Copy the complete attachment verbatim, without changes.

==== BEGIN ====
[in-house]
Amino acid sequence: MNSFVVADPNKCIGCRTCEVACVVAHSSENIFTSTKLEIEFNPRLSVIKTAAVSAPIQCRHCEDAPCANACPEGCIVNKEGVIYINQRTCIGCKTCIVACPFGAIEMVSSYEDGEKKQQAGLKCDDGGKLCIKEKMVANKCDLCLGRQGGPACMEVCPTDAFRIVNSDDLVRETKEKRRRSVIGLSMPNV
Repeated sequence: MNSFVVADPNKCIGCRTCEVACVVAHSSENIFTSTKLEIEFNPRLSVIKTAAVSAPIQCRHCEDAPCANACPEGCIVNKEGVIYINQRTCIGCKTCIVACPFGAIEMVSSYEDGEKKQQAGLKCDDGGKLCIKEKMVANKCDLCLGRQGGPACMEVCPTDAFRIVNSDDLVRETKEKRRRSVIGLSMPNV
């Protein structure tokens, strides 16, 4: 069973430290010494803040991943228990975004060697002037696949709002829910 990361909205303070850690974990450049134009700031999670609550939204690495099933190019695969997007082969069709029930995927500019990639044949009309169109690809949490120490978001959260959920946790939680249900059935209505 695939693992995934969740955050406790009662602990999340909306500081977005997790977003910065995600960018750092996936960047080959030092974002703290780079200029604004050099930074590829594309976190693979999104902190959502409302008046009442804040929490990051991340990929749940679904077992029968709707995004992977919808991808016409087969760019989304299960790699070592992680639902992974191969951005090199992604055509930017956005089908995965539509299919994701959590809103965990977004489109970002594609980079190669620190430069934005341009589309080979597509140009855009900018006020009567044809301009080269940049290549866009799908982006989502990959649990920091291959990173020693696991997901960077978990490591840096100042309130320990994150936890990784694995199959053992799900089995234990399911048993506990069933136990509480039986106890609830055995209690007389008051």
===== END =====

[in-house]
Amino acid sequence: MNSFVVADPNKCIGCRTCEVACVVAHSSENIFTSTKLEIEFNPRLSVIKTAAVSAPIQCRHCEDAPCANACPEGCIVNKEGVIYINQRTCIGCKTCIVACPFGAIEMVSSYEDGEKKQQAGLKCDDGGKLCIKEKMVANKCDLCLGRQGGPACMEVCPTDAFRIVNSDDLVRETKEKRRRSVIGLSMPNV
Repeated sequence: MNSFVVADPNKCIGCRTCEVACVVAHSSENIFTSTKLEIEFNPRLSVIKTAAVSAPIQCRHCEDAPCANACPEGCIVNKEGVIYINQRTCIGCKTCIVACPFGAIEMVSSYEDGEKKQQAGLKCDDGGKLCIKEKMVANKCDLCLGRQGGPACMEVCPTDAFRIVNSDDLVRETKEKRRRSVIGLSMPNV
């Protein structure tokens, strides 16, 4: 069973430290010494803040991943228990975004060697002037696949709002829910 990361909205303070850690974990450049134009700031999670609550939204690495099933190019695969997007082969069709029930995927500019990639044949009309169109690809949490120490978001959260959920946790939680249900059935209505 695939693992995934969740955050406790009662602990999340909306500081977005997790977003910065995600960018750092996936960047080959030092974002703290780079200029604004050099930074590829594309976190693979999104902190959502409302008046009442804040929490990051991340990929749940679904077992029968709707995004992977919808991808016409087969760019989304299960790699070592992680639902992974191969951005090199992604055509930017956005089908995965539509299919994701959590809103965990977004489109970002594609980079190669620190430069934005341009589309080979597509140009855009900018006020009567044809301009080269940049290549866009799908982006989502990959649990920091291959990173020693696991997901960077978990490591840096100042309130320990994150936890990784694995199959053992799900089995234990399911048993506990069933136990509480039986106890609830055995209690007389008051």